[FIGURE 13 OMITTED]

    The criminal-brief scores show an improvement in Grade Level scores for the first two decades of the study, from 12.2 in the 1969-1978 decade to 10.1 in the 1979-1988 decade. Thereafter, though, the same trend as the civil scores can be seen, with a score of 11.6 in the 1989-1998 decade and 14.1 in the 1999-2008 decade. Figure 14 charts the decade average for Grade Level criminal scores.

    [FIGURE 14 OMITTED]

  2. Average Words per Sentence

    One of the principal tenets of Plain English is that a sentence should contain as few words as possible. (67) Although opinions can differ as to how short an ideal sentence should be, at least one legal-writing textbook recommends sentences of "no more than twenty to twenty-five words." (68)

    The study's per-decade-average scores show, however, that after a decline in the 1970s, briefs filed in the New York Court of Appeals have been getting wordier since the late 1980s. Figure 15 shows that the average score for the decade 1969-1978 was 17.8 words per sentence, dropping to 15.9 words in the 1979-1988 decade, and then climbing to 20.4 words in the 1989-1998 decade and 34.7 words in the 1999-2008 decade.

    [FIGURE 15 OMITTED]

    The study shows that the combined civil and criminal briefs followed the Plain English recommendation of staying below twenty to twenty-five words in the 1970s and 1980s, and then have become steadily wordier since. In 1969, the first year of the study, briefs had an average of 21.7 words per sentence, and that number climbed to 27.7 the next year. Thereafter, though, the average number of words per sentence dropped steadily to a low of 10.9 in 1989. The number started to climb in the next year, jumping from 15.8 in 1992 to 26.3 the next year, and reaching a high of 33.6 in 2004. The last two years of the study showed a precipitous drop in the average number of words in a sentence, from 27.4 in 2006 to 8.3 in 2007 and 18.1 in 2008. The trend for the last two decades, however, suggests that these two years were anomalous. Figure 16 charts the average words per sentence for both civil and criminal briefs.

    [FIGURE 16 OMITTED]

    The combined average word scores for civil and criminal briefs are as follows:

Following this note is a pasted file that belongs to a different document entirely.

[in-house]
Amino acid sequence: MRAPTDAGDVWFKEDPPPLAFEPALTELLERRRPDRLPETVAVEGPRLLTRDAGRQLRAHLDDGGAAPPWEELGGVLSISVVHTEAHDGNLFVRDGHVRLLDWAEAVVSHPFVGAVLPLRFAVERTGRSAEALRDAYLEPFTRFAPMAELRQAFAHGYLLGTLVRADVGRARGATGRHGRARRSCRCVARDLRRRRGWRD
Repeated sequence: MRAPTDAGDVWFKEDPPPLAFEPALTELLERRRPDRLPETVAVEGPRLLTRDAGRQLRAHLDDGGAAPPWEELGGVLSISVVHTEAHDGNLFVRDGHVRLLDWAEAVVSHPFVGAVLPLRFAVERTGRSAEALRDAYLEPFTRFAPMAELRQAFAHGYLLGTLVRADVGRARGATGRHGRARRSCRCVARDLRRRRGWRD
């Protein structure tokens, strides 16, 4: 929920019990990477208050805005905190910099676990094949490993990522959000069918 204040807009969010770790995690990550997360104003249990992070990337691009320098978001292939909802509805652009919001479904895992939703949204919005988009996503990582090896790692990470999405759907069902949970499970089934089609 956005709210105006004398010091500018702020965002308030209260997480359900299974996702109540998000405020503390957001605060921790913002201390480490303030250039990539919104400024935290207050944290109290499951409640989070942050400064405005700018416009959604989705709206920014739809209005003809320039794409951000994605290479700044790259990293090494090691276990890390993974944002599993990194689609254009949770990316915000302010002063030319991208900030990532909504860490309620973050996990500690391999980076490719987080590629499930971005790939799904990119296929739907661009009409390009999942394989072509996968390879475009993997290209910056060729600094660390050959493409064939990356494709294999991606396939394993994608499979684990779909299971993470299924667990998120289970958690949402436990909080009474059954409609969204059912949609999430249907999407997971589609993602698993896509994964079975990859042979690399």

Average Words per Sentence: Civil and Criminal Combined Year Score 1969 21.1 1970 27.7 1971 25.5 1972 19.7 1973 21.4 1974 19.4 1975 19.3 1976 20.9 1977 21 1978 17.5 1979 12.9 1980 17.6 1981 15.4 1982 22.5 1983 16.4 1984 13.1 1985 16.6 1986 14.8 1987 14.4 1988 15.6 1989 10.9 1990 11.2 1991 15.4 1992 15.8 1993 26.3 1994 24.4 1995 27.7 1996 29.7 1997 26 1998 27.8 1999 28.7 2000 28.9 2001 26.6 2002 31 2003 28.3 2004 33.6 2005 27 2006 27.4 2007 8.3 2008 18.1 Civil and criminal briefs both followed similar tracks, with briefs getting less wordy during the first decade of the study and then getting progressively wordier thereafter. Civil briefs started at an average of 20.1 words per sentence, climbing to a high of 29.7 words in the next year and then dropping over the next twenty years, with one notable leap to 29.7 words in 1982, to a low of 9.2 words in 1989. After that, the average number of words in civil briefs climbed from 10.5 words in 1990 to a peak of 32.7 words in 2003. The last two years of the study showed a drop from 25.4 words in 2006 to 8.9 words in 2007 and 9.2 words in 2008. Figure 17 shows the average number of words per sentence for civil briefs.

    [FIGURE 17 OMITTED]

    A similar pattern is evident in the criminal-brief scores, with a starting average of 22.1, rising to 27.7 in 1973 and then dropping gradually to a low of 9.6 in 1990, jumping to 15.3 the next year and climbing to an average high of 41.2 words per sentence in 2004. As with the civil briefs, criminal briefs experienced a downward plunge in average word scores towards the end of the study, with scores falling from 29.4 in 2006 to 7.7 in 2007, but then rebounding to a score of 26.9 in 2008, the last year of the study. Figure 18 charts the average word score per year in criminal briefs.

    [FIGURE 18 OMITTED]

    The average words per sentence scores for civil and criminal briefs are:

    Average Words per Sentence: Civil Year Score 1969 20.1 1970 29.7 1971 26.1 1972 23 1973 15.2 1974 17.7 1975 17.9 1976 21.2 1977 17.5 1978 14.1 1979 14.5 1980 16.7 1981 19.6 1982 29.7 1983 14.2 1984 14.4 1985 20.4 1986 17.4 1987 12.9 1988 14.6 1989 9.2 1990 10.5 1991 15.5 1992 11 1993 22.2 1994 20.3 1995 26.8 1996 27.5 1997 23.7 1998 26.9 1999 29.1 2000 26.1 2001 26.1 2002 31.7 2003 32.7 2004 26 2005 27.2 2006 25.4 2007 8.9 2008 9.2 Average Words per Sentence: Criminal Year Score 1969 22.1 1970 25.7 1971 25 1972 16.5 1973 27.7 1974 21.1 1975 20.6 1976 20.7 1977 24.4 1978 21 1979 11.3 1980 18.5 1981 11.2 1982 15.3 1983 18.7 1984 11.8 1985 12.8 1986 12.2 1987 15.9 1988 16.5 1989 12.6 1990 9.6 1991 15.3 1992 20.6 1993 30.4 1994 28.5 1995 28.6 1996 32 1997 28.2 1998 28.7 1999 28.4 2000 31.6 2001 27.1 2002 30.4 2003 23.9 2004...